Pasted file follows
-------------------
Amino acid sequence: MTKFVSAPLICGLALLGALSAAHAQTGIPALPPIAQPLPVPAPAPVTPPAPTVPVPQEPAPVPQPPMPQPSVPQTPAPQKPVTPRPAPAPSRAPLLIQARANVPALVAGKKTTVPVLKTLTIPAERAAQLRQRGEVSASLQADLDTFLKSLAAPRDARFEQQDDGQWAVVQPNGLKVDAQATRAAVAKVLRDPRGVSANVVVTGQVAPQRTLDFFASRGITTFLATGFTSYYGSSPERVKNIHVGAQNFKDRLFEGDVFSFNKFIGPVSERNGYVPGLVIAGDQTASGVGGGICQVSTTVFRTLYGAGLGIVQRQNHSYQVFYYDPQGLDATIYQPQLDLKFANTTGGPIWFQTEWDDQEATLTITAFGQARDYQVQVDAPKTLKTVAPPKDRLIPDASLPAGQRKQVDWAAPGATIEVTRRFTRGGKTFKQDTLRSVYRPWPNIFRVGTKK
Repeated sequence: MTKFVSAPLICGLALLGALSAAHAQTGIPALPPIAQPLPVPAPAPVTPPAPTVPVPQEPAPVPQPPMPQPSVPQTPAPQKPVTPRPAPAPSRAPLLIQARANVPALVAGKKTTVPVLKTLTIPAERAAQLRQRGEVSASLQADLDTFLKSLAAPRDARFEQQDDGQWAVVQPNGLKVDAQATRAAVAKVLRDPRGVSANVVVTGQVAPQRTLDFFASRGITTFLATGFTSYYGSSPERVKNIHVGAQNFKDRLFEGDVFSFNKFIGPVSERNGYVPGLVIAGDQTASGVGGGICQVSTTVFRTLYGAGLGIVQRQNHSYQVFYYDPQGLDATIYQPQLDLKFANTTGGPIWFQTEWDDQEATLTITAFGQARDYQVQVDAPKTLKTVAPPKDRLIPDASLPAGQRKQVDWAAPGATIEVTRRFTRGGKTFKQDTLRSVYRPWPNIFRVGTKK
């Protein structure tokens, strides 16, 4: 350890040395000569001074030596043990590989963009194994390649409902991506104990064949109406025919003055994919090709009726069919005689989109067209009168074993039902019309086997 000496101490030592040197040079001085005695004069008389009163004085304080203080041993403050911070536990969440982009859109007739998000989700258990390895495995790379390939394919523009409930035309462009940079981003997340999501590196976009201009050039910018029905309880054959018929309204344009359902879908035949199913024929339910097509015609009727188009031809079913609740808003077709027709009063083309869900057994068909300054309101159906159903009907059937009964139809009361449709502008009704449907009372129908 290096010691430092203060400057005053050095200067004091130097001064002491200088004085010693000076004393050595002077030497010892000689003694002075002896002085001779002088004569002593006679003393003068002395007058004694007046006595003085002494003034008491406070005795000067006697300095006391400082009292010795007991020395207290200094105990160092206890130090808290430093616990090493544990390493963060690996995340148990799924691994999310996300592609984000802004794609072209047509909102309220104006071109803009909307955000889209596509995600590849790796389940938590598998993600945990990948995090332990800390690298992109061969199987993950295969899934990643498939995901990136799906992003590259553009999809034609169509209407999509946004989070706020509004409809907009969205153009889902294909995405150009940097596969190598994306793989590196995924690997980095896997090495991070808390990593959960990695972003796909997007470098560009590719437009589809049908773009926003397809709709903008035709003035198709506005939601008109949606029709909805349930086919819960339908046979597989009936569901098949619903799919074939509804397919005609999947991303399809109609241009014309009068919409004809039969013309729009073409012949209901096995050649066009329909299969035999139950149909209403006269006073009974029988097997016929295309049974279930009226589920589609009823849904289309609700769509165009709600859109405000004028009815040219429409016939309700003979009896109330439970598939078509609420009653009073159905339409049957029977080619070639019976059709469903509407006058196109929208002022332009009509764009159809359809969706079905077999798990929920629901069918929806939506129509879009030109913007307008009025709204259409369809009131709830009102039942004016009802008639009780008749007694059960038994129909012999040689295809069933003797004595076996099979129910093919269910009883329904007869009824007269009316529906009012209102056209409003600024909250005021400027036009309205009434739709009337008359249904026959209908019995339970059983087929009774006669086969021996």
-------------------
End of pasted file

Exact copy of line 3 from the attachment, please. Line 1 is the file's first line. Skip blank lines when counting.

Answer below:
């Protein structure tokens, strides 16, 4: 350890040395000569001074030596043990590989963009194994390649409902991506104990064949109406025919003055994919090709009726069919005689989109067209009168074993039902019309086997 000496101490030592040197040079001085005695004069008389009163004085304080203080041993403050911070536990969440982009859109007739998000989700258990390895495995790379390939394919523009409930035309462009940079981003997340999501590196976009201009050039910018029905309880054959018929309204344009359902879908035949199913024929339910097509015609009727188009031809079913609740808003077709027709009063083309869900057994068909300054309101159906159903009907059937009964139809009361449709502008009704449907009372129908 290096010691430092203060400057005053050095200067004091130097001064002491200088004085010693000076004393050595002077030497010892000689003694002075002896002085001779002088004569002593006679003393003068002395007058004694007046006595003085002494003034008491406070005795000067006697300095006391400082009292010795007991020395207290200094105990160092206890130090808290430093616990090493544990390493963060690996995340148990799924691994999310996300592609984000802004794609072209047509909102309220104006071109803009909307955000889209596509995600590849790796389940938590598998993600945990990948995090332990800390690298992109061969199987993950295969899934990643498939995901990136799906992003590259553009999809034609169509209407999509946004989070706020509004409809907009969205153009889902294909995405150009940097596969190598994306793989590196995924690997980095896997090495991070808390990593959960990695972003796909997007470098560009590719437009589809049908773009926003397809709709903008035709003035198709506005939601008109949606029709909805349930086919819960339908046979597989009936569901098949619903799919074939509804397919005609999947991303399809109609241009014309009068919409004809039969013309729009073409012949209901096995050649066009329909299969035999139950149909209403006269006073009974029988097997016929295309049974279930009226589920589609009823849904289309609700769509165009709600859109405000004028009815040219429409016939309700003979009896109330439970598939078509609420009653009073159905339409049957029977080619070639019976059709469903509407006058196109929208002022332009009509764009159809359809969706079905077999798990929920629901069918929806939506129509879009030109913007307008009025709204259409369809009131709830009102039942004016009802008639009780008749007694059960038994129909012999040689295809069933003797004595076996099979129910093919269910009883329904007869009824007269009316529906009012209102056209409003600024909250005021400027036009309205009434739709009337008359249904026959209908019995339970059983087929009774006669086969021996």